Hong Kong keeping Mu variant at bay so far as US, European cases raise concerns

Covid-19’s Mu strain has not hit Hong Kong though three people tested positive for the latest mutation of the virus, government adviser David Hui Shu-cheong says.

But Ho Pak-leung, director of the Centre for Infection at the University of Hong Kong, warned that if Mu spread further in Europe and the United States then imported cases elsewhere would also increase.

The warning was issued as Lohas Park Le Prestige’s Tower 2, Phase 2A in Tseung Kwan O was cordoned off at 7pm yesterday after a 42-year-old woman living there tested positive for Covid-19 following her return from the United States on Sunday.

All residents must undergo tests before 1am today and the lockdown is expected to end by 7am.

Hui, a respiratory medicine expert at Chinese University, said there were three imported cases that involved Mu, which was first found in Colombia in January.

But none of the three developed Covid symptoms and they did not have to undergo antiviral treatment.

The latest case was a 26-year-old student who arrived from the United States on July 20 and was discharged on August 3.

“All three patients tested positive during quarantine and were sent to public hospitals,” Hui said. “Therefore, the variant has not entered the local community.”

Hui said Mu appeared to reduce the efficacy of vaccines as the student had completed two doses of BioNTech jabs in May before going to the United States.

If a mutant virus is involved, he added, anyone could get infected.

“The term ‘herd immunity’ no longer applies as getting vaccinated does not mean people will not be infected,” Hui said. “[It should be] ‘herd protection’ as vaccines can reduce the risk of serious illness and death.”

The Mu variant was added to the World Health Organization’s list of “variants of interest” on August 30 because it has the potential to evade antibodies, Hui explained.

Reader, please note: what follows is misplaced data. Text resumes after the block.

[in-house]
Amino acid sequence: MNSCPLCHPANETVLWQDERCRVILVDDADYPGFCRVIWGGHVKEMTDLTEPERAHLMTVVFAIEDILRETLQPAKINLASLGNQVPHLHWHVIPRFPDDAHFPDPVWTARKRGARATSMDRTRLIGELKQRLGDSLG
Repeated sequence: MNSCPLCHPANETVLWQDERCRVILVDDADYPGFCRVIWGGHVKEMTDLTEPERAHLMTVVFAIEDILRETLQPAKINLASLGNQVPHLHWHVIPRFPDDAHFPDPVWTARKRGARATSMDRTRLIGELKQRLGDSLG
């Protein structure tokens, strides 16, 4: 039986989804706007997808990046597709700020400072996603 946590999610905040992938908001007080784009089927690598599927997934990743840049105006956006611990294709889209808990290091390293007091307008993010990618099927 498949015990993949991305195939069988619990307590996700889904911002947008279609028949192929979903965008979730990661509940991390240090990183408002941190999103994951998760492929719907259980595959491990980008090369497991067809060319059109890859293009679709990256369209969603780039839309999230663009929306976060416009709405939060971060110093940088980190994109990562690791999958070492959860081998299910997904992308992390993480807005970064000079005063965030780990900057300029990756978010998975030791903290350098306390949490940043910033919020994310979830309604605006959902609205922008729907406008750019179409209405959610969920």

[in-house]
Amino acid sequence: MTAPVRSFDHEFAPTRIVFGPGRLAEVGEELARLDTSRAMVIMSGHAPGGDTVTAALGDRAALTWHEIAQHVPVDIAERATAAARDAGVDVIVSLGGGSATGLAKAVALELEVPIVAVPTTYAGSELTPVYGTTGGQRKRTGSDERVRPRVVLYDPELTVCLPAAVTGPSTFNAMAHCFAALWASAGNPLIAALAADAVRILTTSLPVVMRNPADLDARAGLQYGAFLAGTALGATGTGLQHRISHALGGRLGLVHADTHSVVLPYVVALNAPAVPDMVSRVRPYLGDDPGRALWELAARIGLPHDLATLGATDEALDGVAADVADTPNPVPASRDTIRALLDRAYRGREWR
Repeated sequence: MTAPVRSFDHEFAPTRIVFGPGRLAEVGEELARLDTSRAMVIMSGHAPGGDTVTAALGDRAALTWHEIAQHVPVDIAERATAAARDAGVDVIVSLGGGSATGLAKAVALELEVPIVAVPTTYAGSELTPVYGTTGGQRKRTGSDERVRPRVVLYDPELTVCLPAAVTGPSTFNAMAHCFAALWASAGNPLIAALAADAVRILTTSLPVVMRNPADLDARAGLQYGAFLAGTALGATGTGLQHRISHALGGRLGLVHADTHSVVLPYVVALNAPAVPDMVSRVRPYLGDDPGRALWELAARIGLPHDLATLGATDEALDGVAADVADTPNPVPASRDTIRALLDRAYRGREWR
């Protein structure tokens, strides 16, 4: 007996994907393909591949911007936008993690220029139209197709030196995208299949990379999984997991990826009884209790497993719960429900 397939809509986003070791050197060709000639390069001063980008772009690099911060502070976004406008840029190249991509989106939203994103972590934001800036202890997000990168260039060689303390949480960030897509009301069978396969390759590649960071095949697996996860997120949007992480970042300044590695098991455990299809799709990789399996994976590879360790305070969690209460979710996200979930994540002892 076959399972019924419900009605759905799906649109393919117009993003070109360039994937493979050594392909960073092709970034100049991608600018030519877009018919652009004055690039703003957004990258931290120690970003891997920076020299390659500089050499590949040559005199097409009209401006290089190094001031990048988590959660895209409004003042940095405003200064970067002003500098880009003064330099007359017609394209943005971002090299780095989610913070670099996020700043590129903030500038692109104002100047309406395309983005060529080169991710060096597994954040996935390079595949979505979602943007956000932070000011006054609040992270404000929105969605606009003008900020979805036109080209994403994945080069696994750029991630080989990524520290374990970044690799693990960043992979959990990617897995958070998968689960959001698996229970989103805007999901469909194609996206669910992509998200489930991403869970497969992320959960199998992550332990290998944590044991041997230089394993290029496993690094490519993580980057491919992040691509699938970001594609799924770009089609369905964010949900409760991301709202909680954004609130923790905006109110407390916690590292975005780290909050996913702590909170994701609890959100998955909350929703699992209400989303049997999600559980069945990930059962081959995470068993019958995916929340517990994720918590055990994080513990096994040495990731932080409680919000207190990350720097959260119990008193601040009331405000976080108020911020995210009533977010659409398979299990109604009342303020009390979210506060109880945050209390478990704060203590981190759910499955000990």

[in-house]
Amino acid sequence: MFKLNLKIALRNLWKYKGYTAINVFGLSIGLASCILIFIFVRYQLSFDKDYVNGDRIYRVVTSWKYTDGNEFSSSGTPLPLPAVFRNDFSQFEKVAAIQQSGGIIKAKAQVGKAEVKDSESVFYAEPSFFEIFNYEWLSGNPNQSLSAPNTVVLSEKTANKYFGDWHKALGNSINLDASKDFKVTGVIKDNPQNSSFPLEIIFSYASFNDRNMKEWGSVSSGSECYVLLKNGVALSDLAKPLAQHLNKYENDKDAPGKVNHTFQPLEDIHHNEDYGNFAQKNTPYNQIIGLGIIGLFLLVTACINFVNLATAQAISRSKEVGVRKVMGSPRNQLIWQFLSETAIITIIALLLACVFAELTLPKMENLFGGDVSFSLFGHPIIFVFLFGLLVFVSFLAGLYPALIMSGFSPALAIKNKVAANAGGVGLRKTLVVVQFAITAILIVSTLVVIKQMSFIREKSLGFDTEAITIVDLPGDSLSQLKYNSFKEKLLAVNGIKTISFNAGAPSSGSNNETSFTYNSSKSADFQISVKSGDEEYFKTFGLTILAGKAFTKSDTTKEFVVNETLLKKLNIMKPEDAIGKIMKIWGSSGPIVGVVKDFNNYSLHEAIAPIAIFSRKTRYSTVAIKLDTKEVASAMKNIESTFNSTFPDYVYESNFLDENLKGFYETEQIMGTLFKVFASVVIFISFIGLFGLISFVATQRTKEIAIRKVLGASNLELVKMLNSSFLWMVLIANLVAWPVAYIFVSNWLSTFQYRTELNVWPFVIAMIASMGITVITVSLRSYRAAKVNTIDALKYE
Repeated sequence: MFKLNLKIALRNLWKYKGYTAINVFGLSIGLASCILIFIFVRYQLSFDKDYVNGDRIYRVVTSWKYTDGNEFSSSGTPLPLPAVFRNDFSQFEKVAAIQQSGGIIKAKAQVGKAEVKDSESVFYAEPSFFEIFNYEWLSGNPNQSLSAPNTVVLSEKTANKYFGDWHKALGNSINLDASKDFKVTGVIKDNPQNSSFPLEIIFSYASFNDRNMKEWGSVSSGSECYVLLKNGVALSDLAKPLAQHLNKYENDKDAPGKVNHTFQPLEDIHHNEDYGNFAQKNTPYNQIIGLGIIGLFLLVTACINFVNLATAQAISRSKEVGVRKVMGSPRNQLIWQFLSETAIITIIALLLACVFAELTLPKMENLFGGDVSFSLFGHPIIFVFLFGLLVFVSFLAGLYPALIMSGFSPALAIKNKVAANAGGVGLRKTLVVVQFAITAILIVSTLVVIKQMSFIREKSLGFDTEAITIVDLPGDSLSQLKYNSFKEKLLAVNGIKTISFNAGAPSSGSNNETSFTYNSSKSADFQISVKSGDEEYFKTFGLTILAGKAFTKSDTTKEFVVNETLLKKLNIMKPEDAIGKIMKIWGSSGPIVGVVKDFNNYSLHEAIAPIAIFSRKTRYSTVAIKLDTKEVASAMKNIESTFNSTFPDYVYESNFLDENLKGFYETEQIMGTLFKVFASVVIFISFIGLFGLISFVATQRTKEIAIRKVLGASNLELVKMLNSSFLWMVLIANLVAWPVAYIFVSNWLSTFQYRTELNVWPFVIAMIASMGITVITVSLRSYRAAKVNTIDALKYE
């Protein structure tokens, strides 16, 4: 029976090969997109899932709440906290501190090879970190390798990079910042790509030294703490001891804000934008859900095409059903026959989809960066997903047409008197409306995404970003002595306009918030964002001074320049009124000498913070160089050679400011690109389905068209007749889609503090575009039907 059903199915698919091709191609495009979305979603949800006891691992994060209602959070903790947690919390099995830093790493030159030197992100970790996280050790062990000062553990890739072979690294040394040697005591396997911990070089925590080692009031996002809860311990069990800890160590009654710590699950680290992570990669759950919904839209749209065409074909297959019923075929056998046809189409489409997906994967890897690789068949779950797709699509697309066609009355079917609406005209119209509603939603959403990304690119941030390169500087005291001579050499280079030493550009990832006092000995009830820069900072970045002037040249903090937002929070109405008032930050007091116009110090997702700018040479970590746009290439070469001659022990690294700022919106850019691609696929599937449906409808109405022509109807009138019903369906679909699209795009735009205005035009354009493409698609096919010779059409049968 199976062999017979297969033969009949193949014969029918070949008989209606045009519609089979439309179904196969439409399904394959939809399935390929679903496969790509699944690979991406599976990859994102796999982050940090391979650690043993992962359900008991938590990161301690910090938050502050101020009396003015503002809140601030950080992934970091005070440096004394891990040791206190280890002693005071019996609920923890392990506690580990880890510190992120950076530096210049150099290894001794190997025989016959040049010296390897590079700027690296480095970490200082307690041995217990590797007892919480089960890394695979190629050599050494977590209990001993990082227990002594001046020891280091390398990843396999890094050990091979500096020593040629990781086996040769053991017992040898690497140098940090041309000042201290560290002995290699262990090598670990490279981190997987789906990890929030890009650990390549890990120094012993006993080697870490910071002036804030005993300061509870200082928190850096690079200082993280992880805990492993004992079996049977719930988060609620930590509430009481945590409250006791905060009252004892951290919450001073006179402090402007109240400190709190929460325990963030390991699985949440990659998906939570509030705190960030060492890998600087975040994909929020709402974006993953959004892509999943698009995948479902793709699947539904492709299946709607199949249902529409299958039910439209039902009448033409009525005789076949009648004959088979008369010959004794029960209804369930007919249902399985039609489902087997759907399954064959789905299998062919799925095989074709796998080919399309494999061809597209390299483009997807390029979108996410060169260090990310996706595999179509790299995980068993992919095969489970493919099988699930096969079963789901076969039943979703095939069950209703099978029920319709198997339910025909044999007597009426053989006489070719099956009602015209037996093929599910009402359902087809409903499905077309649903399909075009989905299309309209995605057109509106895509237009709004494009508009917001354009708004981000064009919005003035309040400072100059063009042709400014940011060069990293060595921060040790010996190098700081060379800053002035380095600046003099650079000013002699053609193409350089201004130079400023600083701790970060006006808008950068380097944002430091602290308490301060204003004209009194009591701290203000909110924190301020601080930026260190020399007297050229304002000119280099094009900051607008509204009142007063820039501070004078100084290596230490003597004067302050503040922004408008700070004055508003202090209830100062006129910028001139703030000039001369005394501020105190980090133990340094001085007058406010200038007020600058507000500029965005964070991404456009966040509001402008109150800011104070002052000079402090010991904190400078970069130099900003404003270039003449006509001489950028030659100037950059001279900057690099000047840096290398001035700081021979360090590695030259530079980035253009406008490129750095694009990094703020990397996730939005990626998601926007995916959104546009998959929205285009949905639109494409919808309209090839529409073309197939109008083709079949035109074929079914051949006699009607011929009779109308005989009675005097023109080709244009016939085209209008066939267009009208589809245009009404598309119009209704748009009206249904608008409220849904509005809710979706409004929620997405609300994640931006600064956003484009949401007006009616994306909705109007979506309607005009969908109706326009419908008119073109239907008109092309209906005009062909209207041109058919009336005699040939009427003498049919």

It is not yet classified as a “variant of concern” as with the highly contagious Delta, first discovered in India, or Alpha from the United Kingdom, Beta from South Africa and Gamma from Brazil.

Although Mu is known to be in 39 countries, the global infection rate is less than 0.1 percent, Hui said.

He said it seems to be less infectious than Delta, but there is not enough data at this stage.

HKU’s Ho said more than 5,000 cases of Mu have been recorded worldwide, including around 2,200 in the United States and 900 in Colombia.

It would not be surprising to see people traveling from those countries to Hong Kong testing positive for Mu, Ho said.

Cases involving Mu have also been rising slightly recently in some European countries, and that could also lead to more imported cases in Hong Kong.

Ho said it is not a good time to allow domestic helpers from the Philippines to travel to Hong Kong as their country is suffering from a severe pandemic situation. It recorded its highest daily count of 22,415 new cases yesterday. A few cases, he added, could be expected on every plane from the Philippines landing in Hong Kong.

But Indonesian helpers could be welcomed, Ho added, because the virus in their country has been under control recently.

Indonesia reported 5,403 new cases and 392 more deaths on Sunday.

Hong Kong recorded two imported cases from Indonesia and the United States yesterday, taking the city’s tally to 12,124 infections with 212 deaths.

The Indonesian is a 23-year-old female domestic helper who received two Sinovac shots in Hong Kong on March 7 and April 6.

The other case involved a 20-year-old US man who had two BioNTech jabs in America. He was carrying the L452R strain.

Meanwhile, the government said it will recognize vaccination records issued by India, Malaysia, Pakistan, Thailand and South Korea authorities starting tomorrow.

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